Boohoo Group PLC’s (LON:BOO) purchase of the remaining stake in Pretty Little Thing is a shrewd move, analysts reckon. 

The fashion retailer said on Thursday it has acquired full control of PLT for an initial £269.8mln in cash and shares.

Even though the price could possibly rise to £323.8mln, depending on share price performance, it was also a major rebuttal to hedge fund Shadowfall, which on Tuesday predicted the stake could cost £1bn.

READ: Boohoo snaps up remaining stake in Pretty Little Thing

Cementing its position as the ‘King of AIM’ and perhaps jabbing another big finger in the eye of short-seller ShadowFall, Boohoo’s shares climbed 18% to 394p by Thursday afternoon as investors and the City gave the deal their approval. 

“This is a very shrewd and positive move by Boohoo’s management team that removes one of the major cloud’s that has hung over the equity story,” said analysts at broker Liberum in a note. 

The best performing part of the group in recent years, PLT has grown sales at a 111% compound annual growth rate over the past four years and now makes up 42% of Boohoo’s revenues and with almost a 12% EBITDA margin compared to the 10.2% group average. 

Taking full ownership of PLT is expected to be significantly earnings enhancing for Boohoo, given that the subsidiary made an after-tax profit of £86mln in the past year to February.

At a multiple of around 11-13 times forecast earnings, the deal values PLT well below Boohoo’s current 27.6x multiple.

Not only that, said the Liberum analysts, the usage of high multiple Boohoo shares to pay for the minority stake means the deal would be 18-20% accretive to the group on a full year basis. 

The initial acquisition agreement from 2017 gave Boohoo the right to acquire PLT at the end of the 2022 financial year, “but with early acquisition allows Boohoo to acquire it at a cheaper price than what we estimate could have been between £450-500m based on similar acquisition multiples”. 

Estimating the deal values 100% of PLT at a market value of £998-1,225m, but that the group has acquired this stake at a 30% minority discount, suggests to the analysts that £300-367m value has not been paid for and therefore accrues to group shareholders.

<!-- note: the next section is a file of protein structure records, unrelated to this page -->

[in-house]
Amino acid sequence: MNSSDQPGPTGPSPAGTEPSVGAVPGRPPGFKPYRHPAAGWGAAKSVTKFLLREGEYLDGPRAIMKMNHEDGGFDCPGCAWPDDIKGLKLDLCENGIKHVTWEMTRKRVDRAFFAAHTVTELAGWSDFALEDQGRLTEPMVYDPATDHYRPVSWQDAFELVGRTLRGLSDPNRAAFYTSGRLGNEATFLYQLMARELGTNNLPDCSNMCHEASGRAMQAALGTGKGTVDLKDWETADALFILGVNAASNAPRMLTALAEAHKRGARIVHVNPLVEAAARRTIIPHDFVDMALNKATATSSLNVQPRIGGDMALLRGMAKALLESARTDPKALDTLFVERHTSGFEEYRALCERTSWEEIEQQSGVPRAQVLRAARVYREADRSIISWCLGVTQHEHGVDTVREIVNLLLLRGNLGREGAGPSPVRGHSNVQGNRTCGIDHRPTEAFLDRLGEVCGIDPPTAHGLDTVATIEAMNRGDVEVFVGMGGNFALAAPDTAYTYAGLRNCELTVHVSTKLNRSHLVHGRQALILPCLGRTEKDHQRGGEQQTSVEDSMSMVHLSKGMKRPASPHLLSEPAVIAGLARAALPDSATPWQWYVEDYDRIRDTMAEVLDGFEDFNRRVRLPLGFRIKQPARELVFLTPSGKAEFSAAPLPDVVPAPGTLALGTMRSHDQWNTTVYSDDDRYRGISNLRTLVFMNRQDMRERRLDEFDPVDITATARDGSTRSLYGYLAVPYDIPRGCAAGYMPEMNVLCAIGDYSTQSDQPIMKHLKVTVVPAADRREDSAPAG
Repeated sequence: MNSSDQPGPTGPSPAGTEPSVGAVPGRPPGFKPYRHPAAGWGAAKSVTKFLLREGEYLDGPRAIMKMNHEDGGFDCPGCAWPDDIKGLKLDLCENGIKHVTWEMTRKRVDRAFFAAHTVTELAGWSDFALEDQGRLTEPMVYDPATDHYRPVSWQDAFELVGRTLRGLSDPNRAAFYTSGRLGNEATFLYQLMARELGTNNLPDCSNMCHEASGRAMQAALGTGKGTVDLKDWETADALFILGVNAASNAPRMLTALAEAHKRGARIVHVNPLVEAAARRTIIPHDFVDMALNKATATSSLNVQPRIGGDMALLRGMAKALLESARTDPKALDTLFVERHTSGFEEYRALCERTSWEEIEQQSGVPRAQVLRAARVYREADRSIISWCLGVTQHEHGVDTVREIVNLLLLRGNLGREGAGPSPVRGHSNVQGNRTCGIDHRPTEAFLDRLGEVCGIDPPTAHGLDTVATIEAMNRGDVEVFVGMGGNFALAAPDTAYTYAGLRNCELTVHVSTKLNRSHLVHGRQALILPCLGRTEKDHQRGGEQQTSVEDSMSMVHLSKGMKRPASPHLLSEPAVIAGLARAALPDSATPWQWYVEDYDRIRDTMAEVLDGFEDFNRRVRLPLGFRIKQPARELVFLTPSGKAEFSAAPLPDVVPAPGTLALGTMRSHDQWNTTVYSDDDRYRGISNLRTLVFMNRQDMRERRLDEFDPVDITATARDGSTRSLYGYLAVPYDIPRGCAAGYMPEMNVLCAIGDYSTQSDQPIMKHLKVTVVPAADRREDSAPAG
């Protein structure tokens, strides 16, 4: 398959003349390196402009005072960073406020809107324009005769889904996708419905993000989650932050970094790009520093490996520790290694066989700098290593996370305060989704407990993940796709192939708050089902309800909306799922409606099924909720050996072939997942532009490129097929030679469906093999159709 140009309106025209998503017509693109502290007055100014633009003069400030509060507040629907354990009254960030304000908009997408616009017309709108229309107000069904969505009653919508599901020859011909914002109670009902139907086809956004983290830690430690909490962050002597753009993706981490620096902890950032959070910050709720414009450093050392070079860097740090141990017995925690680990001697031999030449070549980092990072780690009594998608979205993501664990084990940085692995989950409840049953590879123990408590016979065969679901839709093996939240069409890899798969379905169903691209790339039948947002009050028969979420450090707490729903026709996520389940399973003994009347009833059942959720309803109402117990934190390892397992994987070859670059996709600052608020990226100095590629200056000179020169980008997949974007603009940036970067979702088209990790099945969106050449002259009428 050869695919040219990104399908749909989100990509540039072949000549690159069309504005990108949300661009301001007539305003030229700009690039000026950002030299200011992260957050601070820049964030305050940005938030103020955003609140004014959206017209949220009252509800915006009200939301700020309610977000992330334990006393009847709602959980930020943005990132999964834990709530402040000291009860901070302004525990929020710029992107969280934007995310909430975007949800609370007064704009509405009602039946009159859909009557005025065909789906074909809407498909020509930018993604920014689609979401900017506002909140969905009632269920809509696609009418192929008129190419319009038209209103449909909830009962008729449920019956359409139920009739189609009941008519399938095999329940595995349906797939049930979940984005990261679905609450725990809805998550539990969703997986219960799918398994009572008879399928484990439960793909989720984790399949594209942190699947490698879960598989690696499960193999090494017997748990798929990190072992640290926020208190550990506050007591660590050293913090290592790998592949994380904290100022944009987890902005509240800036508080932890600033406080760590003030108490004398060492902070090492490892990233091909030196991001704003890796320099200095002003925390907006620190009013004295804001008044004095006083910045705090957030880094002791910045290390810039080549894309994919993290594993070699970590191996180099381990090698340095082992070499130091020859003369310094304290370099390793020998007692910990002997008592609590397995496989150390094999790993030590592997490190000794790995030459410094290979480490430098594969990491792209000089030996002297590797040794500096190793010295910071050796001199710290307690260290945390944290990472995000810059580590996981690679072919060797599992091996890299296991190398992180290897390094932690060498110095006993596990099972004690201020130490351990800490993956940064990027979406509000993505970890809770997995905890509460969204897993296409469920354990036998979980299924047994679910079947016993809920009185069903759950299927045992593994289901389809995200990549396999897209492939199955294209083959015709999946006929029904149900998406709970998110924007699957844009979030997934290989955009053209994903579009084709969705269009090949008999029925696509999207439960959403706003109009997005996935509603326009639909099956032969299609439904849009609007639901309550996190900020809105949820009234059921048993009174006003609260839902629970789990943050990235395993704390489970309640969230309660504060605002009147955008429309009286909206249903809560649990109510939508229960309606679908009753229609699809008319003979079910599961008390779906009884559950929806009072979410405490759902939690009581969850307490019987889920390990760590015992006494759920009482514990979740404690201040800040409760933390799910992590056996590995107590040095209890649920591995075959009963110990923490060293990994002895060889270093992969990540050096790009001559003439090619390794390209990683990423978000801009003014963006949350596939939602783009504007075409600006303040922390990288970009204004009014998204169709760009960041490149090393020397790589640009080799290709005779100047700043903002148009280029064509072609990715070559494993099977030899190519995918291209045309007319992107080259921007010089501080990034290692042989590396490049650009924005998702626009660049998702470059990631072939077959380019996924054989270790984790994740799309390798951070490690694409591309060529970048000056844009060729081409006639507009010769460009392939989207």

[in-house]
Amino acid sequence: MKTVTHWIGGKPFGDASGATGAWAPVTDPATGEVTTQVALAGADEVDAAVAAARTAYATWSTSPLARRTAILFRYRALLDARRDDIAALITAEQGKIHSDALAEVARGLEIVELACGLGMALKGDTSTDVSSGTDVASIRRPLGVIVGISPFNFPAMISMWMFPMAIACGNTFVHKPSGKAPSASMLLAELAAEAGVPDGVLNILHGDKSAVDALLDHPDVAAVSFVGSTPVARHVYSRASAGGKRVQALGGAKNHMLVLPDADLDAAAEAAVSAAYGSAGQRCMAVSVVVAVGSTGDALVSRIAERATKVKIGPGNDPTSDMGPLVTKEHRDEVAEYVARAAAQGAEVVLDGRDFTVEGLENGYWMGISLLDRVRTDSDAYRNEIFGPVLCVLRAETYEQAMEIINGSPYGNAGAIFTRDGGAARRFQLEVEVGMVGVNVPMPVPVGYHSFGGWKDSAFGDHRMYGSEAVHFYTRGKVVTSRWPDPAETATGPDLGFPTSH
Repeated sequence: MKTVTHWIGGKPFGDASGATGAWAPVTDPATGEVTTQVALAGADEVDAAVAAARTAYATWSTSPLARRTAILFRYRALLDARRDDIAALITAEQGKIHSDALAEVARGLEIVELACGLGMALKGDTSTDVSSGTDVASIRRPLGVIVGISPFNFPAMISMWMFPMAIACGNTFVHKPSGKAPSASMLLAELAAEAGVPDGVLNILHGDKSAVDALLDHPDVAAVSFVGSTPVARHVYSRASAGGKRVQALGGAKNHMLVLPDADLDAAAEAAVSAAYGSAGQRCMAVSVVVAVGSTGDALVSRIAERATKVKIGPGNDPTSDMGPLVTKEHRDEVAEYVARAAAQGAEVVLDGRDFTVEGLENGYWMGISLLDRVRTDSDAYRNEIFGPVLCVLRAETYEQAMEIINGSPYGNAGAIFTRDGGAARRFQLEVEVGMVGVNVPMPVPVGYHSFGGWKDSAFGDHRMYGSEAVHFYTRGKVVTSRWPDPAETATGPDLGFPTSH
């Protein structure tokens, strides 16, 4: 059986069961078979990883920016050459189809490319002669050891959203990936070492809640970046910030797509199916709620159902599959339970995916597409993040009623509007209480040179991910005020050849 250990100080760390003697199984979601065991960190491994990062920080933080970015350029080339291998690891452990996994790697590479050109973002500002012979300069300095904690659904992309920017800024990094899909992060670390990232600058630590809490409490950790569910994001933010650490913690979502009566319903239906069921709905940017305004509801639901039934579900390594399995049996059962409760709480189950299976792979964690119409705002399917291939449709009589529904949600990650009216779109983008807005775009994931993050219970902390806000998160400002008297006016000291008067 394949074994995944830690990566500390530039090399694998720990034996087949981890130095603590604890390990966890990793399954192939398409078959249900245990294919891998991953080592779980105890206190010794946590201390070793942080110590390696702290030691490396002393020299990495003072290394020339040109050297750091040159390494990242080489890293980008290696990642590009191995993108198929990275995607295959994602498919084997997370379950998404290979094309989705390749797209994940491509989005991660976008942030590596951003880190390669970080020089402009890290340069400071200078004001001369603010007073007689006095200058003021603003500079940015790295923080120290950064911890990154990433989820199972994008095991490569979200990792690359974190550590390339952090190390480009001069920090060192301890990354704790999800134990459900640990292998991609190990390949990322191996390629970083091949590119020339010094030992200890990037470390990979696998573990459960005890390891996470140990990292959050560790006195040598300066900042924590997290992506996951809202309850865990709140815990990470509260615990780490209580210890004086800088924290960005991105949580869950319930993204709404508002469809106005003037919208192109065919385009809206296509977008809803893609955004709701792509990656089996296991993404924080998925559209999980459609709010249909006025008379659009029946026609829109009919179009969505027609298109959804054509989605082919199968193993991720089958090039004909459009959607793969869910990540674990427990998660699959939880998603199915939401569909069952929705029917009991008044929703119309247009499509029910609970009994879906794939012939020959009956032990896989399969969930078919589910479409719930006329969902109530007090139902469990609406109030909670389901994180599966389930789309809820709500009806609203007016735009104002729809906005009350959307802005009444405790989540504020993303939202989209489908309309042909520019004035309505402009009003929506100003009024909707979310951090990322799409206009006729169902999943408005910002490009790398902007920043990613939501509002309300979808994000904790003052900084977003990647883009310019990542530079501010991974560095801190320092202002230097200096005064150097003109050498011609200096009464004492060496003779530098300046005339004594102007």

For the minority shareholders, Liberum said they would get the advantage of gaining a 2.6% immediate stake, potentially rising to 3.9%, in the bigger Boohoo Group, which could be worth a lot more than their minority stake in PLT in the longer-term.

Liberum upgraded its earnings per share forecasts by 13-14%, lifting its share price target to 490p from 430p.

Boohoo was turning the tables on the rest of the retail sector, if not most of the corporate world, by splashing the cash during lockdown, said analyst Sophie Lund-Yates at Hargreaves Lansdown.

She said that as PLT has been part of boohoo’s story for a while now, integration should be very simple and means the benefits can be reaped quickly.  

Lund-Yates was also impressed with Boohoo’s other news that immediately following completion of the acquisition it will still have more than £350mln of net cash. 

“These are torrid times for retailers, so news that Boohoo’s net cash position is actually set to rise at the completion of the deal is very welcome.”

Before getting too carried away, she added that there are reasons for caution, with Boohoo’s shares trading on a fairly high valuation, which means there are high hopes for the future. 

“International growth is particularly important from here, and it’s likely we’ll see more brands added to Boohoo’s cart in the not-too-distant future that will help bolster this ambition.”

Shadowfall and rise

A day earlier Boohoo had issued a detailed rebuttal to hedge fund Shadowfall, insisting that there was no merit in the hedge-fund’s 53-page report that claimed that Boohoo had over-stated its cash flow because of the minority shareholding in PLT.

The hedge fund also claimed that the company had been misleading investors about its free cashflow for the past six years, including by £32.2 million in the past financial year alone.

In its statement on Wednesday, the retailer admitted that it had changed its accounting policy on the 34% minority stake in PLT, however.